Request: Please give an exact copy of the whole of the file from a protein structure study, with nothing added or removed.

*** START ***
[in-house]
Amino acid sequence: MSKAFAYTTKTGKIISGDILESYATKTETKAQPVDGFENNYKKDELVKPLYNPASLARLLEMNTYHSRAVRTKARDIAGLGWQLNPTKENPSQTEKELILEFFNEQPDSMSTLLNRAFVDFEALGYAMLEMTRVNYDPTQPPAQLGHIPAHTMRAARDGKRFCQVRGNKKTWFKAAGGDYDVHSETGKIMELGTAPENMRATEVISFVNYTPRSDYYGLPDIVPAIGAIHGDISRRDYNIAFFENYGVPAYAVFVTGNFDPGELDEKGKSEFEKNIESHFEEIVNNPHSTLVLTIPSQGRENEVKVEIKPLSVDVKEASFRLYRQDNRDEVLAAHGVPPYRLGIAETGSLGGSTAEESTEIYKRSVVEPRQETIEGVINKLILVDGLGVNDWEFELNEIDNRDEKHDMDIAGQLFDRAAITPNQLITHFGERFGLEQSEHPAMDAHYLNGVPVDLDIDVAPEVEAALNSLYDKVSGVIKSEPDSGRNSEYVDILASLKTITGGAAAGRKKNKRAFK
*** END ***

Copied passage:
[in-house]
Amino acid sequence: MSKAFAYTTKTGKIISGDILESYATKTETKAQPVDGFENNYKKDELVKPLYNPASLARLLEMNTYHSRAVRTKARDIAGLGWQLNPTKENPSQTEKELILEFFNEQPDSMSTLLNRAFVDFEALGYAMLEMTRVNYDPTQPPAQLGHIPAHTMRAARDGKRFCQVRGNKKTWFKAAGGDYDVHSETGKIMELGTAPENMRATEVISFVNYTPRSDYYGLPDIVPAIGAIHGDISRRDYNIAFFENYGVPAYAVFVTGNFDPGELDEKGKSEFEKNIESHFEEIVNNPHSTLVLTIPSQGRENEVKVEIKPLSVDVKEASFRLYRQDNRDEVLAAHGVPPYRLGIAETGSLGGSTAEESTEIYKRSVVEPRQETIEGVINKLILVDGLGVNDWEFELNEIDNRDEKHDMDIAGQLFDRAAITPNQLITHFGERFGLEQSEHPAMDAHYLNGVPVDLDIDVAPEVEAALNSLYDKVSGVIKSEPDSGRNSEYVDILASLKTITGGAAAGRKKNKRAFK